Elderly cyclist killed in crash

An elderly cyclist has died after he was hit by a vehicle north of Palmerston North this morning, Friday 7th January 2011.

The crash happened on Railway Rd near Bunnythorpe about 10am, said Constable Darrell Cowan of Ashhurst police.

The 75-year-old man was taken to Palmerston North Hospital with serious injuries but died shortly after, he said.

His name has not yet been released.

Alcohol was not thought to be a factor in the crash, Mr Cowan said.

Further report Manawatu Standard 8/1/11

Cyclists are calling for a safer 2011 after a 75-year-old man became the first person to die on Manawatu roads this year when he was knocked off his bike by a car.

The Manawatu man was cycling from Palmerston North to Bunnythorpe when he was hit by the car on Railway Rd about 10am yesterday.

He was taken to Palmerston North Hospital but died shortly afterwards from serious head injuries.

The accident came two months after Patricia Fraser died after being hit by a car while out cycling with a friend. Her November death sparked a call from cycle advocates for drivers to share the road.

Mrs Fraser was cycling along State Highway 3, near Sanson, when she was struck by a car and killed.

Her husband, Joe Fraser, said it was terribly sad news that another family had been affected by a cycling death.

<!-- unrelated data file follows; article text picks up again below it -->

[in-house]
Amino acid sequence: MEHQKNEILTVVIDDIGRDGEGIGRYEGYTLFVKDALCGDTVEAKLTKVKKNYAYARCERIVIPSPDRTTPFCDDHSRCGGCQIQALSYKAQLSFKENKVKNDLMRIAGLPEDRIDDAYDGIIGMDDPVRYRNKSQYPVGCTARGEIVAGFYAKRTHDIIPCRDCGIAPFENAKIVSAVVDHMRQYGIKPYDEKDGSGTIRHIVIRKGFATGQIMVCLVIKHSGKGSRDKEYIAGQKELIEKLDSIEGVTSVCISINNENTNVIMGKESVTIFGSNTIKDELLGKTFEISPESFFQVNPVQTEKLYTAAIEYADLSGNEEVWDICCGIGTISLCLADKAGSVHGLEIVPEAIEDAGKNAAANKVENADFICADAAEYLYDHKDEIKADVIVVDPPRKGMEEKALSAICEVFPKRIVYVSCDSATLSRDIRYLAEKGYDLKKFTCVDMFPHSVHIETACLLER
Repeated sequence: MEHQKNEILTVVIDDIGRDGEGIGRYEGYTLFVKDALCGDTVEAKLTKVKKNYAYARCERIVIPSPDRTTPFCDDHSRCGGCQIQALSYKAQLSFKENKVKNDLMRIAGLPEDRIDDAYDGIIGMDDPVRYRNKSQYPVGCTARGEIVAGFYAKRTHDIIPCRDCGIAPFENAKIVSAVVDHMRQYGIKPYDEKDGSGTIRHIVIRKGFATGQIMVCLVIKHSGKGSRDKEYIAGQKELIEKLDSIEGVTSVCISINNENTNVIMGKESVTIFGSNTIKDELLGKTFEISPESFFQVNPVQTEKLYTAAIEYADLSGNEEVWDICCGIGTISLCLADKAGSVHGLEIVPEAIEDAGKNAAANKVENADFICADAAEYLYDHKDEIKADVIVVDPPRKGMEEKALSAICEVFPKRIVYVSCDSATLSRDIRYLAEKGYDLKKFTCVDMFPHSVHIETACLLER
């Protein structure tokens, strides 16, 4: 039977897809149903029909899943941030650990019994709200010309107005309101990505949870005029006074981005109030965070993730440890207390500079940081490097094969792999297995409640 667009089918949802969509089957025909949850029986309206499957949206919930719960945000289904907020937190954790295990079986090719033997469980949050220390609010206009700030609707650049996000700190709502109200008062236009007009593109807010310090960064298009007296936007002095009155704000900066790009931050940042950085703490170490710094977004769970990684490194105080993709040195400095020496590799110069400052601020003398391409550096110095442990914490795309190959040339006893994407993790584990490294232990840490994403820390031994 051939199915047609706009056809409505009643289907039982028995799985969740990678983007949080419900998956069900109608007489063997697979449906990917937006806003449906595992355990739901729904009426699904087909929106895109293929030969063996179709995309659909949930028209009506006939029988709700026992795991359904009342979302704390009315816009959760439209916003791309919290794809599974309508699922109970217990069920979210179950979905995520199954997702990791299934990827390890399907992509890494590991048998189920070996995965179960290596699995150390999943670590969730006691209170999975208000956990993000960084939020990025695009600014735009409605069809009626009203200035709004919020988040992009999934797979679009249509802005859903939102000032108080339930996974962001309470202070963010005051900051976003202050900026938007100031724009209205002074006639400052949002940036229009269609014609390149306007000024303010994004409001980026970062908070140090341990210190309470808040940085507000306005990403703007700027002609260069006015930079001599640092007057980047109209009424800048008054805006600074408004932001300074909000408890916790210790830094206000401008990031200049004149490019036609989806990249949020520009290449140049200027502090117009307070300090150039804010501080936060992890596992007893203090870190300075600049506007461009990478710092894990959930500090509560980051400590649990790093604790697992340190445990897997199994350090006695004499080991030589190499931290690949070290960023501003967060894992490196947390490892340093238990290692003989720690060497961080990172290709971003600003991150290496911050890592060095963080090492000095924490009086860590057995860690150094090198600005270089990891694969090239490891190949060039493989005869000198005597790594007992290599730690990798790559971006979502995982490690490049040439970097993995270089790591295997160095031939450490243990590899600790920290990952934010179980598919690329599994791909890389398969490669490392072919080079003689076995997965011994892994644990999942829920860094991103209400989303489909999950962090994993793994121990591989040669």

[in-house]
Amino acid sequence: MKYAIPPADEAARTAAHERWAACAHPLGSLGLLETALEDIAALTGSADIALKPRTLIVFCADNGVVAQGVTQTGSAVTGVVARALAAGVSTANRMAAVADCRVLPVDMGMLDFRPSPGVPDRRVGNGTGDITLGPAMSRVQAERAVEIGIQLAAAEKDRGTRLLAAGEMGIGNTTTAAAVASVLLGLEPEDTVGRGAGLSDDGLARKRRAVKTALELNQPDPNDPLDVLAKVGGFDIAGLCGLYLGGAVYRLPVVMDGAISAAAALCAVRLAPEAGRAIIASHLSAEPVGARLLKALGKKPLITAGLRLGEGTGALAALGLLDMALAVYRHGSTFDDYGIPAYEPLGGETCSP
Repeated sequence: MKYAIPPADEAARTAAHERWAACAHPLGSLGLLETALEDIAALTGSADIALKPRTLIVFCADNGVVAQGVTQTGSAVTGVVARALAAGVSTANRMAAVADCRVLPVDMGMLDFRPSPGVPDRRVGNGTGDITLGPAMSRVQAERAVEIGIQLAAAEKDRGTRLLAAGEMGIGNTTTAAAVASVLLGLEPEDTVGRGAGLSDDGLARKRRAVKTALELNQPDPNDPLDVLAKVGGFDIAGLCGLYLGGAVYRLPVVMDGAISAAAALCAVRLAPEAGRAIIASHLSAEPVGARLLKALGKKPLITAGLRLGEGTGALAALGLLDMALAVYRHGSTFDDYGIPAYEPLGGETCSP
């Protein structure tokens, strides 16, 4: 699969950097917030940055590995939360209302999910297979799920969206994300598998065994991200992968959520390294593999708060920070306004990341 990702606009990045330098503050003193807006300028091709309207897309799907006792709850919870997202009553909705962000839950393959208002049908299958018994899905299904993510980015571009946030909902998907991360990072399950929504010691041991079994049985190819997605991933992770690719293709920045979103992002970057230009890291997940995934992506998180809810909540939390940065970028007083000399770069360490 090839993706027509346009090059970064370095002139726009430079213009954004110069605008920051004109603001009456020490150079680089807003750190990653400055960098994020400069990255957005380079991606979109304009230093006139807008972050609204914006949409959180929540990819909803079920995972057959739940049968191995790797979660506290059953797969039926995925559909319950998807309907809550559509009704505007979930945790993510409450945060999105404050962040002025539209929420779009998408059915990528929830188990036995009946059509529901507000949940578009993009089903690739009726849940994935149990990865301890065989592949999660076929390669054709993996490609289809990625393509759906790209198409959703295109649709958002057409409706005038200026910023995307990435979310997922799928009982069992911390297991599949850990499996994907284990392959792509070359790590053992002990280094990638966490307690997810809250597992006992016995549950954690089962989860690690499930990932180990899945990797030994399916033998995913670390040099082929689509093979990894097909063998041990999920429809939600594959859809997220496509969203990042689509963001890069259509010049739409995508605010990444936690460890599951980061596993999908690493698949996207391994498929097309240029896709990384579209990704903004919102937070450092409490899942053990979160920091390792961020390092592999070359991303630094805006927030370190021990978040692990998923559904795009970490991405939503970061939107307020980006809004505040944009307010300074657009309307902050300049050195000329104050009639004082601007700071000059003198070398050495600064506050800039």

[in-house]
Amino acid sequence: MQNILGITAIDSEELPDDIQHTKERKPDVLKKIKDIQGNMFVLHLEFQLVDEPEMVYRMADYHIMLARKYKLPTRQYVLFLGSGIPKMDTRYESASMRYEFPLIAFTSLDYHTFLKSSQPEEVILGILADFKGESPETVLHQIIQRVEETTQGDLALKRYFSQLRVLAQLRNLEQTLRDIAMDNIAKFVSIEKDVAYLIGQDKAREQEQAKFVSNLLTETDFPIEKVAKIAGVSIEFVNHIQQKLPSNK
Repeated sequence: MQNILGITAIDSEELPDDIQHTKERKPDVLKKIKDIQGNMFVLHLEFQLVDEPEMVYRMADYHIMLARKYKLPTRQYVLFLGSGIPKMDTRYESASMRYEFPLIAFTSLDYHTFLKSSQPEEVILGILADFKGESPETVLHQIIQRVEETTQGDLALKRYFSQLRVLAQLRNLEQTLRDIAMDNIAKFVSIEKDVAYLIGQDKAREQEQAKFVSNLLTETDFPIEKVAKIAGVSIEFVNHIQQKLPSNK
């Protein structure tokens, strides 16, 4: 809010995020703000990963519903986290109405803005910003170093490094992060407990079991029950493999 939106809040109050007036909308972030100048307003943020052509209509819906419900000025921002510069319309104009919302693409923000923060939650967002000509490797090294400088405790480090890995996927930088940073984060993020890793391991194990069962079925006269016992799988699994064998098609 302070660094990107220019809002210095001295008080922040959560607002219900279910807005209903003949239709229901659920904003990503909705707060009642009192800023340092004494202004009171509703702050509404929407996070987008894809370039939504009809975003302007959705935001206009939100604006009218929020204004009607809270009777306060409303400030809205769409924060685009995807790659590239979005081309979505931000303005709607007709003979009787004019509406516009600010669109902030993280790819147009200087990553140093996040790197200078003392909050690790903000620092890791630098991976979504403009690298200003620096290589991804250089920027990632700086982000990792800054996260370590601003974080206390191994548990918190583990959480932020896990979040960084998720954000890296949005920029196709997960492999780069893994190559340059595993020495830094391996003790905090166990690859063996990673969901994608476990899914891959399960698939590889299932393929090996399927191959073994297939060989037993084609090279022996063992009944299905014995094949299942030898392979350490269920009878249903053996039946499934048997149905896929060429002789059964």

He hoped lessons from the circumstances surrounding his wife's death would be learned.

Mr Fraser said motorists and cyclists needed to be more accommodating to each other.

"The art of courtesy has been lost."

Mr Fraser said he had just turned a corner in his own grief so he could focus on looking after his family.

"It's been a tough journey."

When hearing of the Bunnythorpe accident, Cycle Aware Manawatu chairwoman Julie Dalziel said "not another one", before adding: "This is an ongoing issue New Zealand-wide, the lack of people showing willingness to share the road, that really needs to be changed."

Cycling groups were in discussions to devise ways to make Manawatu roads safer for cyclists, with research revealing cyclists were rarely at fault when a serious accident occurred, she said.

Mrs Dalziel urged people - whether they were cyclists or drivers - to be aware of what was going on around them.

A keen cyclist herself, Mrs Dalziel said the latest accident wouldn't put her off cycling. "When riding on a city road or country road there is a risk, but there's [a risk] in not riding a bike and not keeping fit."

Ashhurst constable Darrell Cowan said two passing cyclists stopped to assist the man until an ambulance arrived to take him to Palmerston North Hospital.

The female driver of the car that collided with the victim was visibly shaken at the scene.

"She was devastated, absolutely devastated," Mr Cowan said.

Railway Rd was reduced to one lane until about 11.30am and police, including members of the Serious Crash Unit, are investigating the cause of the accident.

Alcohol is not thought to have been a factor in the crash and it is not yet known if charges will be laid in relation to the accident.


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Cycling accidents were always harrowing which mostly is done byt the drivers. Was it intentional, carelessness or irresponsibility. This may be all fo the results but drivers should also know that they do not own the road themselves and ought to be punished.

Tampa Car Accident Lawyer